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A computer program has been developed with which it is possible to calculate the collection efficiency of an arbitrary combination of lenses and stops as a function of position in cartesian space. The program is based on a rigorous ray-tracing algorithm, and thus accounts for the effects of lens aberrations. It has been used to model three f/3 lens combinations configured to collect atomic fluorescence from a graphite furnace. Fluorescence was excited by a laser passing through a pierced mirror on the furnace axis and was collected on the same axis. The collection systems modelled included a symmetrical biconvex lens, a pair of matched plano-convex lenses, and a pair of matched achromats. Calculated single-point collection efficiencies differ significantly from those which would be expected, based on the solid angle subtended by the lenses. They range from less than 15% of the ideal value for the biconvex lens to nearly 100% for the achromats. Differences in performance are reduced when the efficiency is integrated over the 2 mm diameter of the exciting laser beam and the length of the graphite furnace.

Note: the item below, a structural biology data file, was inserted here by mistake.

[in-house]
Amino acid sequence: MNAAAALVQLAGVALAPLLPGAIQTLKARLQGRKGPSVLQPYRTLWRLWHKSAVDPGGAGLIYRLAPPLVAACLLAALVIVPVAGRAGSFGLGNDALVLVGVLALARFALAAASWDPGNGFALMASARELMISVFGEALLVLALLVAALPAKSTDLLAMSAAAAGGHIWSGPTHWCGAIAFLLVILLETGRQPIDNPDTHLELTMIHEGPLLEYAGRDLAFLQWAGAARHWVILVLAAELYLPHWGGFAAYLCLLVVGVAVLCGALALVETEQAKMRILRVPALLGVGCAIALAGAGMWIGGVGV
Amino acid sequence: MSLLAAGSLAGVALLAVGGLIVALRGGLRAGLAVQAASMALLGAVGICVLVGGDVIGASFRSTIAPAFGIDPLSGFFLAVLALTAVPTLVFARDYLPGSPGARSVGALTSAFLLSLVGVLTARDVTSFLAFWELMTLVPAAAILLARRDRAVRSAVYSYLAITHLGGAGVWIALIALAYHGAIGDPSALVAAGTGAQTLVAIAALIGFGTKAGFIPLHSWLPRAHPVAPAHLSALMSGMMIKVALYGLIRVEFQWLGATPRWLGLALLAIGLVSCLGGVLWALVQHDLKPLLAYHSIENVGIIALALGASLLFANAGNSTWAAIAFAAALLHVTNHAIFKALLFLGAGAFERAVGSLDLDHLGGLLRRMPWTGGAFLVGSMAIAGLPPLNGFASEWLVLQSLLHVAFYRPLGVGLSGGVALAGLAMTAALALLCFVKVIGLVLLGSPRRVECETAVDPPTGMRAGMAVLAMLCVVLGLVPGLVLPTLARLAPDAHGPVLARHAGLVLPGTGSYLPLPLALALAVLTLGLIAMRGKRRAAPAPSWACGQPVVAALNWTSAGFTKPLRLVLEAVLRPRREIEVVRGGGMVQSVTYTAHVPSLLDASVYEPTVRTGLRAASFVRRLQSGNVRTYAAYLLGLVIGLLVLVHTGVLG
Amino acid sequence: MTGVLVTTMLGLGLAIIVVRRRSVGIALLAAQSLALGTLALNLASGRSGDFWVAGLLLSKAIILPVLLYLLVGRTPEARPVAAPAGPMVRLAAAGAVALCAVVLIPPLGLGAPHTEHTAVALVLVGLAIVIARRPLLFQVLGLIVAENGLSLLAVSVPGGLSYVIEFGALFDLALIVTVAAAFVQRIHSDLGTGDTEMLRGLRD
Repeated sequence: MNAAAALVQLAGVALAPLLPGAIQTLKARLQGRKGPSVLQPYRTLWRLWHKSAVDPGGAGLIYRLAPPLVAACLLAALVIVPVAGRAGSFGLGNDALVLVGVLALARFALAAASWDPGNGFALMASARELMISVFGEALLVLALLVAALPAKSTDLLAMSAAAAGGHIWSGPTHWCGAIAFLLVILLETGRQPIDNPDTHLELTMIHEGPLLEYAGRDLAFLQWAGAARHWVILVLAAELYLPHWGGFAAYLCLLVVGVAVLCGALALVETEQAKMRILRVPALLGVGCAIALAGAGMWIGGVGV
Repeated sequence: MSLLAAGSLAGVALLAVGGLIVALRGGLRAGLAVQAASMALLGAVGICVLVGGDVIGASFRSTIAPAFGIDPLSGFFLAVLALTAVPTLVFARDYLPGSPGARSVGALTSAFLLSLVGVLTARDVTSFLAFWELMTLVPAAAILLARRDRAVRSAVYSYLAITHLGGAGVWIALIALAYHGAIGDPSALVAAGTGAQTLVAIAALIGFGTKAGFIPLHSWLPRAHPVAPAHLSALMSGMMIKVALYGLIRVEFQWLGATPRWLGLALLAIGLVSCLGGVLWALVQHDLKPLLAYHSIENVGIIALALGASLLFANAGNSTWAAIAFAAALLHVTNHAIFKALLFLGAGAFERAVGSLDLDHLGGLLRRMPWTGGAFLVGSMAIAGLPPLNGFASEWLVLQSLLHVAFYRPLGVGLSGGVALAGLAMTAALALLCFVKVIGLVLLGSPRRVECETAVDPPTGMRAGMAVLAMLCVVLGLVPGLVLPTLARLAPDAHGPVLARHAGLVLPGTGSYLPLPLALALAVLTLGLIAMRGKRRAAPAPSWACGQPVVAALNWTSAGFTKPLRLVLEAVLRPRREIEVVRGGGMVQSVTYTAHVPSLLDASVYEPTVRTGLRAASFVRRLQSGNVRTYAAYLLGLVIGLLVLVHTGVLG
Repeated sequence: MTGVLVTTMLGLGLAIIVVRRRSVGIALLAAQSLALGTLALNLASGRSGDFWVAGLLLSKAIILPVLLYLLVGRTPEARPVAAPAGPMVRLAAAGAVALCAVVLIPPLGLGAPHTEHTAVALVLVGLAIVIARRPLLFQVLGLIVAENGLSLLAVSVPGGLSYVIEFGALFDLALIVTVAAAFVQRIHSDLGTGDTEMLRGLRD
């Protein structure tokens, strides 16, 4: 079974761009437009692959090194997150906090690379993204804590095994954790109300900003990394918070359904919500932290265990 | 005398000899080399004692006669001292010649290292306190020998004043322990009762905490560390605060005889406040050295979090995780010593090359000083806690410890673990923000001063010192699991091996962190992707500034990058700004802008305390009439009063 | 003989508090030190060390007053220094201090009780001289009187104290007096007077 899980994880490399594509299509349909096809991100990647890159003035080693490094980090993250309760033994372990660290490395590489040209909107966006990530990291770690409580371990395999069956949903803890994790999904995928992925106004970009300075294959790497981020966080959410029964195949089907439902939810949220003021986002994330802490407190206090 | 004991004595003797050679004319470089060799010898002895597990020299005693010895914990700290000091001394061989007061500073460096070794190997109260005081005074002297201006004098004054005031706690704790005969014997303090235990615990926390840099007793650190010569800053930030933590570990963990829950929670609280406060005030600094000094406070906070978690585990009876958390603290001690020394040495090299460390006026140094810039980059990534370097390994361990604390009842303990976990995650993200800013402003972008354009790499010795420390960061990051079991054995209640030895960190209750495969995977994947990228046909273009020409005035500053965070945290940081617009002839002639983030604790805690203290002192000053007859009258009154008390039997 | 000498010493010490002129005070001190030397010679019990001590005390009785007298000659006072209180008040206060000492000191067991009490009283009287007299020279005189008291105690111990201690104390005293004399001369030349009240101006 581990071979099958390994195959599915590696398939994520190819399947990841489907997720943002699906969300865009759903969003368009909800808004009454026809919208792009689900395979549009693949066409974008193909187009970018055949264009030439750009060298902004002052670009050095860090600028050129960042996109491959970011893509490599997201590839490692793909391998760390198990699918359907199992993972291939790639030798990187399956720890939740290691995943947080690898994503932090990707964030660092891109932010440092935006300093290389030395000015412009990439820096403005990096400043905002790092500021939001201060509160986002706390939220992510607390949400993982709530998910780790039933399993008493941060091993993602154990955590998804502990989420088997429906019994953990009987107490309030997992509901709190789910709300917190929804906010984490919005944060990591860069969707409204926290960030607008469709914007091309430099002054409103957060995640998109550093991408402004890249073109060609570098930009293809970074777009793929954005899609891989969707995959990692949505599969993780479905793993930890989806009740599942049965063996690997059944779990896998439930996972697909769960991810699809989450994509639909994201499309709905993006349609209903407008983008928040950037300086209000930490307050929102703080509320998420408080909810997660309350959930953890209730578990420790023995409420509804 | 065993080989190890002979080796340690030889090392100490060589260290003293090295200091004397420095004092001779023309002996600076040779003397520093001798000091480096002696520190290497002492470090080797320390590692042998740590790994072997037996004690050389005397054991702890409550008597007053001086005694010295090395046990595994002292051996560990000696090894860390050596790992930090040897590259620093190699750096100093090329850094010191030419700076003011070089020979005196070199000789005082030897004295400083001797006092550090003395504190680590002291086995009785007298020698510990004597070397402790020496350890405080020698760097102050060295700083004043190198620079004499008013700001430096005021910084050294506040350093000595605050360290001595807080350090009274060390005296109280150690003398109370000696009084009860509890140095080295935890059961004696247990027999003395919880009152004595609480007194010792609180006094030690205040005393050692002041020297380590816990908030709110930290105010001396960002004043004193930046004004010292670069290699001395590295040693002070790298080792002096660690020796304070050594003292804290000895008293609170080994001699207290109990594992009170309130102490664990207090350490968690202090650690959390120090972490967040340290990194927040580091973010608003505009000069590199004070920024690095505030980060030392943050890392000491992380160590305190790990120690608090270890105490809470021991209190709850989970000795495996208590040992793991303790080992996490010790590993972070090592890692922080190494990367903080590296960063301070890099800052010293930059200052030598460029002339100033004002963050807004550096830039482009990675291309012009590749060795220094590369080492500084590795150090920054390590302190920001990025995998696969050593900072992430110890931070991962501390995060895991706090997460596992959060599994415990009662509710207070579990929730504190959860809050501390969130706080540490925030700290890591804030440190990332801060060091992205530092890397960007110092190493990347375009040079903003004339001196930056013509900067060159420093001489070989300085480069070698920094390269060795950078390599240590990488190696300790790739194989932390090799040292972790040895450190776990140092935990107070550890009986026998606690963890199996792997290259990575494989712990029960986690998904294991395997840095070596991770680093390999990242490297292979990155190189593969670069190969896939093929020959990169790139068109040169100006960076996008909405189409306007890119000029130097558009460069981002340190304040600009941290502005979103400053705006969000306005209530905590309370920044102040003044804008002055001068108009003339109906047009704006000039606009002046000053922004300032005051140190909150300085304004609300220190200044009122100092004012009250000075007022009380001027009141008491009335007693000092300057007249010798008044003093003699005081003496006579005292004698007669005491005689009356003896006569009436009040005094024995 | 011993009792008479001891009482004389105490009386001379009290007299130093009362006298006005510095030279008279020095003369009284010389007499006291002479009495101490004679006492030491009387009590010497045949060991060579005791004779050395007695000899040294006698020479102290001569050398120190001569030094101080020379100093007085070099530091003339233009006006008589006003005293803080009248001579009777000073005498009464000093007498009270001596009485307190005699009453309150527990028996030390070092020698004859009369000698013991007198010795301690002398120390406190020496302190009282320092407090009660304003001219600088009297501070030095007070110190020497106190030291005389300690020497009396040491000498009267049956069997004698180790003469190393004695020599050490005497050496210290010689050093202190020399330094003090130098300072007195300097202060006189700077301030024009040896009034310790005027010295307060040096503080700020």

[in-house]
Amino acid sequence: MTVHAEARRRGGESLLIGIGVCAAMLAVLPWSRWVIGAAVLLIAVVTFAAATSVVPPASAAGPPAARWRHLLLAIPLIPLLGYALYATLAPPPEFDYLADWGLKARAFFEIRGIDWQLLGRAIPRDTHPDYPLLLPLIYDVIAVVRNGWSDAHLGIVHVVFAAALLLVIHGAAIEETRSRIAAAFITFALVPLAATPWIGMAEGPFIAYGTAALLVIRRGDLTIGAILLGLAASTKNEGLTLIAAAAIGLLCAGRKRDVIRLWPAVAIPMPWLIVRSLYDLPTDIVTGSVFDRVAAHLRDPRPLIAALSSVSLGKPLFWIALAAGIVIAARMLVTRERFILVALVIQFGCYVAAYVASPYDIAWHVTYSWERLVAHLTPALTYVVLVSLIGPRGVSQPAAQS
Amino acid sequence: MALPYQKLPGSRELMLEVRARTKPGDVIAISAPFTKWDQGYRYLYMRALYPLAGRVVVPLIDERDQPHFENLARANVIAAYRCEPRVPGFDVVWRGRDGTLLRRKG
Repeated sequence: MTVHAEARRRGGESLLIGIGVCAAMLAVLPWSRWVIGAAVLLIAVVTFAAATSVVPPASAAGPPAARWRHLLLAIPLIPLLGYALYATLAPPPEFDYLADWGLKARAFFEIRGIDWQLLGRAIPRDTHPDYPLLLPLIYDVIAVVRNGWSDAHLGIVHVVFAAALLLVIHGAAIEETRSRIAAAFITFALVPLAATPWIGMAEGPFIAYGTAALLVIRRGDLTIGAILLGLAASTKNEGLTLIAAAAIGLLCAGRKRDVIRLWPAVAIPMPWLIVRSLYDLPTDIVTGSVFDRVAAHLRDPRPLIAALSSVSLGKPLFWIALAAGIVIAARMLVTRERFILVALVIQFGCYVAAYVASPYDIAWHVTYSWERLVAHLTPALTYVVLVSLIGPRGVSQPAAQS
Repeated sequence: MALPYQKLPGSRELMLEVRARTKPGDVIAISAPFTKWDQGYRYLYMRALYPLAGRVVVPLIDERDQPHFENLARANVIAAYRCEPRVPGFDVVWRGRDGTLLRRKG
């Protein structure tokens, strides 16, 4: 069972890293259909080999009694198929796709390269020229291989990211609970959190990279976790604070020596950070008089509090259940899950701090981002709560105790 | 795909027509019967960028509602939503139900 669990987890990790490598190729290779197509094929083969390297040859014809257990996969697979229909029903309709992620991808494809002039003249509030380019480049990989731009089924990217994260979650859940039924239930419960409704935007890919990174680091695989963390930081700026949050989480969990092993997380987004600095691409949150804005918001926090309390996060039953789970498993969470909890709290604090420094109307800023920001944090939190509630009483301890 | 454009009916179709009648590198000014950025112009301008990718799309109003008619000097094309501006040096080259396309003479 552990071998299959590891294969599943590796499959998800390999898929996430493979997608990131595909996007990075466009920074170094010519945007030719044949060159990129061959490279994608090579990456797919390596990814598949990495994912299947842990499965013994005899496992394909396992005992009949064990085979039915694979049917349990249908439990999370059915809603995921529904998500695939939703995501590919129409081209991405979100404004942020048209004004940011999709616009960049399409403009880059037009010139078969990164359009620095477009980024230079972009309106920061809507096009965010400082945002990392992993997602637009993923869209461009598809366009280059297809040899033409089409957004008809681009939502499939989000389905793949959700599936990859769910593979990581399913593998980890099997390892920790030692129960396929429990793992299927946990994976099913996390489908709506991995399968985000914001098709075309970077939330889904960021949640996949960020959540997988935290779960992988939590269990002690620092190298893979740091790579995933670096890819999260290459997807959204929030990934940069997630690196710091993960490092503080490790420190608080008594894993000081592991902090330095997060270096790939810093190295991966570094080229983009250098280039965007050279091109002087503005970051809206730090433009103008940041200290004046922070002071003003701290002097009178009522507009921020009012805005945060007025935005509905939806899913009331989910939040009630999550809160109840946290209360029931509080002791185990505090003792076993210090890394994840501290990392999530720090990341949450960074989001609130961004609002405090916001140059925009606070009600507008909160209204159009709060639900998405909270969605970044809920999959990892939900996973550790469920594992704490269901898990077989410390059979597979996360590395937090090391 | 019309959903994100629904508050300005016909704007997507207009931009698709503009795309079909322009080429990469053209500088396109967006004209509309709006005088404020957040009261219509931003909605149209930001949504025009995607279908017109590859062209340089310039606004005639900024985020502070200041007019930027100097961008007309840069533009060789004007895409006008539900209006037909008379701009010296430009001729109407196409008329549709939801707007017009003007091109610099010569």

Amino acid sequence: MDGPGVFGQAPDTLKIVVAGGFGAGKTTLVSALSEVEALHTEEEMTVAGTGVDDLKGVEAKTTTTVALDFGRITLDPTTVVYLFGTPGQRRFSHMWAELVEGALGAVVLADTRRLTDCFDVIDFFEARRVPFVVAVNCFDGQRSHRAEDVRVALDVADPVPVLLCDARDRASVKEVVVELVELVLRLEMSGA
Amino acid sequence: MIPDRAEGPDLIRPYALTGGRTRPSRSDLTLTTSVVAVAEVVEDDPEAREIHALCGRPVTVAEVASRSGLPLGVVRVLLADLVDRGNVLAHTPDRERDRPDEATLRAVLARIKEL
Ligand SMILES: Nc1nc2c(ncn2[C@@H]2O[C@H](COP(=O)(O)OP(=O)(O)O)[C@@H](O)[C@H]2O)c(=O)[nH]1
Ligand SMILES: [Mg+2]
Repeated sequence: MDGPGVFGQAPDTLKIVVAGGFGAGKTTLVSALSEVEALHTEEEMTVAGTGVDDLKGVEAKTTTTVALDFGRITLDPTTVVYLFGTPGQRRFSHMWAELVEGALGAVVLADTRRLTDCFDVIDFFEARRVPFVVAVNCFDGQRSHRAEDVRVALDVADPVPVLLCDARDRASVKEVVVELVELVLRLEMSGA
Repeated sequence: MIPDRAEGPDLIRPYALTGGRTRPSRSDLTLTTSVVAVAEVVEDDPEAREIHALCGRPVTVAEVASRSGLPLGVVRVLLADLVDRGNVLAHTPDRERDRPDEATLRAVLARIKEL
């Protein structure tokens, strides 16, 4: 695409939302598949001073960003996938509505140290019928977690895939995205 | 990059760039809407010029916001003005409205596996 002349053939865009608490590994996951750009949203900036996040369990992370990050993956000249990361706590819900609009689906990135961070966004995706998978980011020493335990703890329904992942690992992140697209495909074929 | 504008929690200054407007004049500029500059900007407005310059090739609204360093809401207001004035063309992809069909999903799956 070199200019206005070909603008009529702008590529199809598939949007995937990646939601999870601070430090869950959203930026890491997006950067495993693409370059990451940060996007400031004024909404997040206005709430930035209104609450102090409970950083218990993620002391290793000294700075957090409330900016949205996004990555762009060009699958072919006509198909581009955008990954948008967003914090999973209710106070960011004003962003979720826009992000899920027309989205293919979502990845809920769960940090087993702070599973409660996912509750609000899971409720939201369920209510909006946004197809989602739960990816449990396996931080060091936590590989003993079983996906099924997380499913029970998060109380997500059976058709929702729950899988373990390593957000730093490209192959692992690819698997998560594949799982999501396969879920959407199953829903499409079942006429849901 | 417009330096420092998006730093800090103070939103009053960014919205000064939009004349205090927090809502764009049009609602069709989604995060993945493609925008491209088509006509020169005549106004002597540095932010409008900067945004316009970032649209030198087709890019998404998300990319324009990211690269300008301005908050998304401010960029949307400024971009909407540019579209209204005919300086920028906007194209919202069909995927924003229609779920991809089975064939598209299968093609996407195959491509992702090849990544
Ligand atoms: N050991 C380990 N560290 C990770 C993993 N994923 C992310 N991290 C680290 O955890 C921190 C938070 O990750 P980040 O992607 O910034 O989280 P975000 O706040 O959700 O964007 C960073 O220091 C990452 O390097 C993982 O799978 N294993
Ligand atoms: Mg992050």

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Authors: FARNSWORTH P B, Brigham Young University, Provo, Utah (US);SMITH B W, University of Florida, Gainesville (US);OMENETTO N, JRC Ispra (IT)
Bibliographic Reference: Article: Spectrochimica Acta, Vol. 45B (1990) No. 10, pp. 1151-1166
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